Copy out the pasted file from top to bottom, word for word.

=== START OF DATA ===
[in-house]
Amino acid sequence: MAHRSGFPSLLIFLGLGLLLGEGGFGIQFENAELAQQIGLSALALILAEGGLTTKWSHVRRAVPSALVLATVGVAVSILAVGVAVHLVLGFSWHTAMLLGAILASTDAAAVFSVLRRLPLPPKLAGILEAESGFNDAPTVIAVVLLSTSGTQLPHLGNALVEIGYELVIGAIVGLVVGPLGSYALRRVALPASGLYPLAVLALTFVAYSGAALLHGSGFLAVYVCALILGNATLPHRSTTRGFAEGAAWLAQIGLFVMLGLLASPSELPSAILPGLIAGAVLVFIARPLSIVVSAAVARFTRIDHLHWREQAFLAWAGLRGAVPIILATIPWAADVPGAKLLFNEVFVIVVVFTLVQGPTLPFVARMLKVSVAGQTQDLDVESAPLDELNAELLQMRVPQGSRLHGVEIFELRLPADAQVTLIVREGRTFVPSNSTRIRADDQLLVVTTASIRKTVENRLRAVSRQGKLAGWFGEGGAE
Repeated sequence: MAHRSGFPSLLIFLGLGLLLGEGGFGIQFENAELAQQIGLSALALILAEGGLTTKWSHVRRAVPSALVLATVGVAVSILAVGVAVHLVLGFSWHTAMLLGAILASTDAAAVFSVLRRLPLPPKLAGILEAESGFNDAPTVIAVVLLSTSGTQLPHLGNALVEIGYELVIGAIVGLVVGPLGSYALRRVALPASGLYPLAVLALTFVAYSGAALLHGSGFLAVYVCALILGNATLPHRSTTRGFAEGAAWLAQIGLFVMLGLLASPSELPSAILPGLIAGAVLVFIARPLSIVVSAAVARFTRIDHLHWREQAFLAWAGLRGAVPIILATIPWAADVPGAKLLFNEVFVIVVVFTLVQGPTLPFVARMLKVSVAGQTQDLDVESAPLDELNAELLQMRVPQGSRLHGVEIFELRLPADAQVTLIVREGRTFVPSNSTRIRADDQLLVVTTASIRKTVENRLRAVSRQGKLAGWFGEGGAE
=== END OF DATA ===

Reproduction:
[in-house]
Amino acid sequence: MAHRSGFPSLLIFLGLGLLLGEGGFGIQFENAELAQQIGLSALALILAEGGLTTKWSHVRRAVPSALVLATVGVAVSILAVGVAVHLVLGFSWHTAMLLGAILASTDAAAVFSVLRRLPLPPKLAGILEAESGFNDAPTVIAVVLLSTSGTQLPHLGNALVEIGYELVIGAIVGLVVGPLGSYALRRVALPASGLYPLAVLALTFVAYSGAALLHGSGFLAVYVCALILGNATLPHRSTTRGFAEGAAWLAQIGLFVMLGLLASPSELPSAILPGLIAGAVLVFIARPLSIVVSAAVARFTRIDHLHWREQAFLAWAGLRGAVPIILATIPWAADVPGAKLLFNEVFVIVVVFTLVQGPTLPFVARMLKVSVAGQTQDLDVESAPLDELNAELLQMRVPQGSRLHGVEIFELRLPADAQVTLIVREGRTFVPSNSTRIRADDQLLVVTTASIRKTVENRLRAVSRQGKLAGWFGEGGAE
Repeated sequence: MAHRSGFPSLLIFLGLGLLLGEGGFGIQFENAELAQQIGLSALALILAEGGLTTKWSHVRRAVPSALVLATVGVAVSILAVGVAVHLVLGFSWHTAMLLGAILASTDAAAVFSVLRRLPLPPKLAGILEAESGFNDAPTVIAVVLLSTSGTQLPHLGNALVEIGYELVIGAIVGLVVGPLGSYALRRVALPASGLYPLAVLALTFVAYSGAALLHGSGFLAVYVCALILGNATLPHRSTTRGFAEGAAWLAQIGLFVMLGLLASPSELPSAILPGLIAGAVLVFIARPLSIVVSAAVARFTRIDHLHWREQAFLAWAGLRGAVPIILATIPWAADVPGAKLLFNEVFVIVVVFTLVQGPTLPFVARMLKVSVAGQTQDLDVESAPLDELNAELLQMRVPQGSRLHGVEIFELRLPADAQVTLIVREGRTFVPSNSTRIRADDQLLVVTTASIRKTVENRLRAVSRQGKLAGWFGEGGAE